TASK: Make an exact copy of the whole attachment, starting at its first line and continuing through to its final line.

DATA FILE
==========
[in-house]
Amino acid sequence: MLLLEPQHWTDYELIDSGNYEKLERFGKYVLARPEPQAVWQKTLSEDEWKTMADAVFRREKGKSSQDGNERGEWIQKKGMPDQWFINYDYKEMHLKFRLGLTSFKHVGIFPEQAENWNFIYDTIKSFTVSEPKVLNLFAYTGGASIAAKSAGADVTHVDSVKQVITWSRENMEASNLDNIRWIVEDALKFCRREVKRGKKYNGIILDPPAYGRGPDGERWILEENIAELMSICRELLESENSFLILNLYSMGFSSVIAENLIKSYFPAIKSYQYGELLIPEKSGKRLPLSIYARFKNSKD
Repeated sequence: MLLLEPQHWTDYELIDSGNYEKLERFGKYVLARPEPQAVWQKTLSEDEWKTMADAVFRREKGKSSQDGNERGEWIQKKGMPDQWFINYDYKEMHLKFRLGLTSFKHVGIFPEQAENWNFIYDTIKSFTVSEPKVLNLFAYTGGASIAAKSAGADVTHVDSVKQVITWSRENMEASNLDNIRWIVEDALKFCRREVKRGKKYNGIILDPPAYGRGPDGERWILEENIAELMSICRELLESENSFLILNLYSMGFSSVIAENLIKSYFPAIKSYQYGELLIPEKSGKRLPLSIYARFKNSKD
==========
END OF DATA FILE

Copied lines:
[in-house]
Amino acid sequence: MLLLEPQHWTDYELIDSGNYEKLERFGKYVLARPEPQAVWQKTLSEDEWKTMADAVFRREKGKSSQDGNERGEWIQKKGMPDQWFINYDYKEMHLKFRLGLTSFKHVGIFPEQAENWNFIYDTIKSFTVSEPKVLNLFAYTGGASIAAKSAGADVTHVDSVKQVITWSRENMEASNLDNIRWIVEDALKFCRREVKRGKKYNGIILDPPAYGRGPDGERWILEENIAELMSICRELLESENSFLILNLYSMGFSSVIAENLIKSYFPAIKSYQYGELLIPEKSGKRLPLSIYARFKNSKD
Repeated sequence: MLLLEPQHWTDYELIDSGNYEKLERFGKYVLARPEPQAVWQKTLSEDEWKTMADAVFRREKGKSSQDGNERGEWIQKKGMPDQWFINYDYKEMHLKFRLGLTSFKHVGIFPEQAENWNFIYDTIKSFTVSEPKVLNLFAYTGGASIAAKSAGADVTHVDSVKQVITWSRENMEASNLDNIRWIVEDALKFCRREVKRGKKYNGIILDPPAYGRGPDGERWILEENIAELMSICRELLESENSFLILNLYSMGFSSVIAENLIKSYFPAIKSYQYGELLIPEKSGKRLPLSIYARFKNSKD